PubMed Abstract | CrossRef Full Text | Google Scholar

McDonnell, J., Dallman, T., Atkin, S., Turbitt, D. A., Connor, T. R., Grant, K. A., et al. (2013). Retrospective analysis of whole genome sequencing compared to prospective typing data in further informing the epidemiological investigation of an outbreak of Shigella sonnei in the UK. Epidemiol. Infect. 141, 2568–2575. doi: 10.1017/S0950268813000137

PubMed Abstract | CrossRef Full Text | Google Scholar

McKenna, A., Hanna, M., Banks, E., Sivachenko, A., Cibulskis, K., Kernytsky, A., et al. (2010). The genome analysis toolkit: a MapReduce framework for analyzing next-generation DNA sequencing data. Genome Res. 20, 1297–1303. doi: 10.1101/gr.107524.110

PubMed Abstract | CrossRef Full Text | Google Scholar

Mook, P., McCormick, J., Bains, M., Cowley, L. A., Chattaway, M. A., Jenkins, C., et al. (2016). ESBL-producing and macrolide-resistant Shigella sonnei infections among men who have sex with men, England, 2015. Emerg. Infect. Dis. 22, 1948–1952. doi: 10.3201/eid2211.160653

PubMed Abstract | CrossRef Full Text | Google Scholar

Simms, I., Field, N., Jenkins, C., Childs, T., Gilbart, V. L., Dallman, T. J., et al. (2015). Intensified shigellosis epidemic associated with sexual transmission in men who have sex with men–Shigella flexneri and S. sonnei in England, 2004 to end of February 2015. Euro Surveill. 20, 21097.

PubMed Abstract | Google Scholar

Stamatakis, A. (2014). RAxML version 8: a tool for phylogenetic analysis and post-analysis of large phylogenies. Bioinformatics 30, 1312–1313. doi: 10.1093/bioinformatics/btu033

PubMed Abstract | CrossRef Full Text | Google Scholar

Sun, Q., Knirel, Y. A., Lan, R., Wang, J., Senchenkova, S. N., Jin, D., et al. (2012a). A novel plasmid-encoded serotype conversion mechanism through addition of phosphoethanolamine to the O-antigen of Shigella flexneri. PLOS ONE 7:e46095. doi: 10.1371/journal.pone.0046095

PubMed Abstract | CrossRef Full Text | Google Scholar

Sun, Q., Lan, R., Wang, Y., Wang, J., Xia, S., Wang, Y., et al. (2012b). Identification of a divergent O-acetyltransferase gene oac1b from Shigella flexneri serotype 1b strains. Emerg. Microbes Infect. 1, e21. doi: 10.1038/emi.2012.22

PubMed Abstract | CrossRef Full Text | Google Scholar

Sun, Q., Lan, R., Wang, Y., Zhao, A., Zhang, S., Wang, J., et al. (2011). Development of a multiplex PCR assay targeting O-antigen modification genes for molecular serotyping of Shigella flexneri. J. Clin. Microbiol. 49, 3766–3770. doi: 10.1128/JCM.01259-11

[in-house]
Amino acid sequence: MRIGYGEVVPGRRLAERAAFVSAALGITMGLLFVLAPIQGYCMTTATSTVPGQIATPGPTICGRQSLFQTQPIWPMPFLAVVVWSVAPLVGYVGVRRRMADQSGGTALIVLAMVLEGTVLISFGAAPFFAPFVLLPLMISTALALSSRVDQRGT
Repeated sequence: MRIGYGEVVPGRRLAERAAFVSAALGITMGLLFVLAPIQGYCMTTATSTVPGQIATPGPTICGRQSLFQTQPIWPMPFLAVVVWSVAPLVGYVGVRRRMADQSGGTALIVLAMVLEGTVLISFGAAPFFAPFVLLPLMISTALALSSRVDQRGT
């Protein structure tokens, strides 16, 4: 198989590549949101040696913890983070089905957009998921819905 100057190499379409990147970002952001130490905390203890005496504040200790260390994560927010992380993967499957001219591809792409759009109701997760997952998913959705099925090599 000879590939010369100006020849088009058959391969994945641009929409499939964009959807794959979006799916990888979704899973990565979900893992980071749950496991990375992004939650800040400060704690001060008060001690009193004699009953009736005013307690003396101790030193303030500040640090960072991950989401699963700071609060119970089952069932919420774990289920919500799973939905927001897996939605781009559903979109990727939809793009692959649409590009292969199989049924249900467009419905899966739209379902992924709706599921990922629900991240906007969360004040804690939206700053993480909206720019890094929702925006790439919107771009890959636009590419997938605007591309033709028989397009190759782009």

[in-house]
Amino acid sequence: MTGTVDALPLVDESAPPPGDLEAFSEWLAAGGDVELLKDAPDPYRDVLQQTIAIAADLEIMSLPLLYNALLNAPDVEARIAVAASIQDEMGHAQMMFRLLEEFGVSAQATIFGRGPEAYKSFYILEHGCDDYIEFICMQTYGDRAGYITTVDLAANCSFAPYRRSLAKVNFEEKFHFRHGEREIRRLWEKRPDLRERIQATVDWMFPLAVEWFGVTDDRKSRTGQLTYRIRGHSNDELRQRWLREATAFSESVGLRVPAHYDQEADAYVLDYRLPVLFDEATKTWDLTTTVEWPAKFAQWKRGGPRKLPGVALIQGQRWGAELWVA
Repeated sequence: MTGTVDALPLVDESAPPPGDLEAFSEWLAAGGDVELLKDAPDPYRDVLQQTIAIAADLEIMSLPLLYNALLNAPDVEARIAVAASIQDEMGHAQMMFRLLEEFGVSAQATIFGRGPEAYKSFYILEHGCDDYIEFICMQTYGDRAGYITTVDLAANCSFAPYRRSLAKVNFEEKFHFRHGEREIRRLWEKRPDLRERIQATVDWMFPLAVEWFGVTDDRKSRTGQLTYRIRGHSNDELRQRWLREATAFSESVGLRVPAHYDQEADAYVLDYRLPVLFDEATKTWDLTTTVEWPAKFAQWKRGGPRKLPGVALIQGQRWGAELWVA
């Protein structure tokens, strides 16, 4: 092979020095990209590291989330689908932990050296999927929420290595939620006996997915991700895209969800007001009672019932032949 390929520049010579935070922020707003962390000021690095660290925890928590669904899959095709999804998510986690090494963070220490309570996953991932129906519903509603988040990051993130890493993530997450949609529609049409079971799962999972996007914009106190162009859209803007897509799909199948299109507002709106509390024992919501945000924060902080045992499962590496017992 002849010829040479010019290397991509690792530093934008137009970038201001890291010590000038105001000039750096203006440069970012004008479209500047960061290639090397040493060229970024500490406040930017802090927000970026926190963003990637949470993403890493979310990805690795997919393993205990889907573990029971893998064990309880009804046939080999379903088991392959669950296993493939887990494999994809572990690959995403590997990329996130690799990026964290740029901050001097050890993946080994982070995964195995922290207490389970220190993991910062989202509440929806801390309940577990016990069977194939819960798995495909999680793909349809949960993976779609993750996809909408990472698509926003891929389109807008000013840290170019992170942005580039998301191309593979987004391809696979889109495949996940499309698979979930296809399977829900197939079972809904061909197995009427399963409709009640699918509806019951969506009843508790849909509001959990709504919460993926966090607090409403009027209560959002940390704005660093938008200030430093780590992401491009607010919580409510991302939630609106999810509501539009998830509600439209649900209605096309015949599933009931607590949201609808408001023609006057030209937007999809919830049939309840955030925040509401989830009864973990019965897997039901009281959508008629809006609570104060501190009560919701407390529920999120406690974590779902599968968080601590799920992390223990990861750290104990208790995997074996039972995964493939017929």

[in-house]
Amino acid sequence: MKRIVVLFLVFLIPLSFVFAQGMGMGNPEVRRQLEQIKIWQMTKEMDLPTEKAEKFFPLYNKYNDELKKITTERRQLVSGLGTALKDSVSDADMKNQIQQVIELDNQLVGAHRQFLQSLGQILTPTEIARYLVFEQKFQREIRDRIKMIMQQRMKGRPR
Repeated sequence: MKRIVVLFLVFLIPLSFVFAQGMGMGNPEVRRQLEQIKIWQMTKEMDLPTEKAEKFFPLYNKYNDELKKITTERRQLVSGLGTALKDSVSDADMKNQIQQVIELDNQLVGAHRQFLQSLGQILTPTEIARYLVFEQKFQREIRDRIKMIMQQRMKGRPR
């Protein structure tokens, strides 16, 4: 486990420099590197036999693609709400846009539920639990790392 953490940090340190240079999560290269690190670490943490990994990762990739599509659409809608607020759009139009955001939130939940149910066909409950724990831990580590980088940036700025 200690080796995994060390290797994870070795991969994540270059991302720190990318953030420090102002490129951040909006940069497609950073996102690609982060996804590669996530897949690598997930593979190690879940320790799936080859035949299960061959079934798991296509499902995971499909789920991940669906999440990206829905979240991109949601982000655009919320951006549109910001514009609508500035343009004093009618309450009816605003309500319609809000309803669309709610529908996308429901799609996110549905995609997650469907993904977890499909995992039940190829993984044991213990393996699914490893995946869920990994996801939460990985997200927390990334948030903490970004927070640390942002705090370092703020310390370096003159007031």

PubMed Abstract | CrossRef Full Text | Google Scholar

von Seidlein, L., Kim, D. R., Ali, M., Lee, H., Wang, X., Thiem, V. D., et al. (2006). A multicentre study of Shigella diarrhoea in six Asian countries: disease burden, clinical manifestations, and microbiology. PLOS Med. 3:e353. doi: 10.1371/journal.pmed.0030353

PubMed Abstract | CrossRef Full Text | Google Scholar

Wei, J., Goldberg, M. B., Burland, V., Venkatesan, M. M., Deng, W., Fournier, G., et al. (2003). Complete genome sequence and comparative genomics of Shigella flexneri serotype 2a strain 2457T. Infect. Immun. 71, 2775–2786. doi: 10.1128/IAI.71.5.2775-2786.2003

PubMed Abstract | CrossRef Full Text | Google Scholar

Wirth, T., Falush, D., Lan, R., Colles, F., Mensa, P., Wieler, L. H., et al. (2006). Sex and virulence in Escherichia coli: an evolutionary perspective. Mol. Microbiol. 60, 1136–1151. doi: 10.1111/j.1365-2958.2006.05172.x

PubMed Abstract | CrossRef Full Text | Google Scholar

Zhang, S. X., Wang, J. P., Jin, D., Chen, D. L., Liu, K., Wang, Y. T., et al. (2012). Development of a singleplex PCR assay targeting O-antigen modification genes for molecular serotyping of Shigella flexneri. Zhonghua Liu Xing Bing Xue Za Zhi 33, 328–331.

PubMed Abstract | Google Scholar

Keywords: Shigella flexneri, whole-genome sequencing, surveillance, outbreaks, phylogeny

Citation: Chattaway MA, Greig DR, Gentle A, Hartman HB, Dallman TJ and Jenkins C (2017) Whole-Genome Sequencing for National Surveillance of Shigella flexneri. Front. Microbiol. 8:1700. doi: 10.3389/fmicb.2017.01700

Received: 21 June 2017; Accepted: 23 August 2017;
Published: 19 September 2017.

Edited by:

Fumito Maruyama, Kyoto University, Japan

Reviewed by:

María de Toro, Centro de Investigación Biomédica de La Rioja (CIBIR), Spain
Miklos Fuzi, Semmelweis University, Hungary

Copyright © 2017 Chattaway, Greig, Gentle, Hartman, Dallman and Jenkins. This is an open-access article distributed under the terms of the Creative Commons Attribution License (CC BY). The use, distribution or reproduction in other forums is permitted, provided the original author(s) or licensor are credited and that the original publication in this journal is cited, in accordance with accepted academic practice. No use, distribution or reproduction is permitted which does not comply with these terms.

*Correspondence: Marie A. Chattaway, marie.chattaway@phe.gov.uk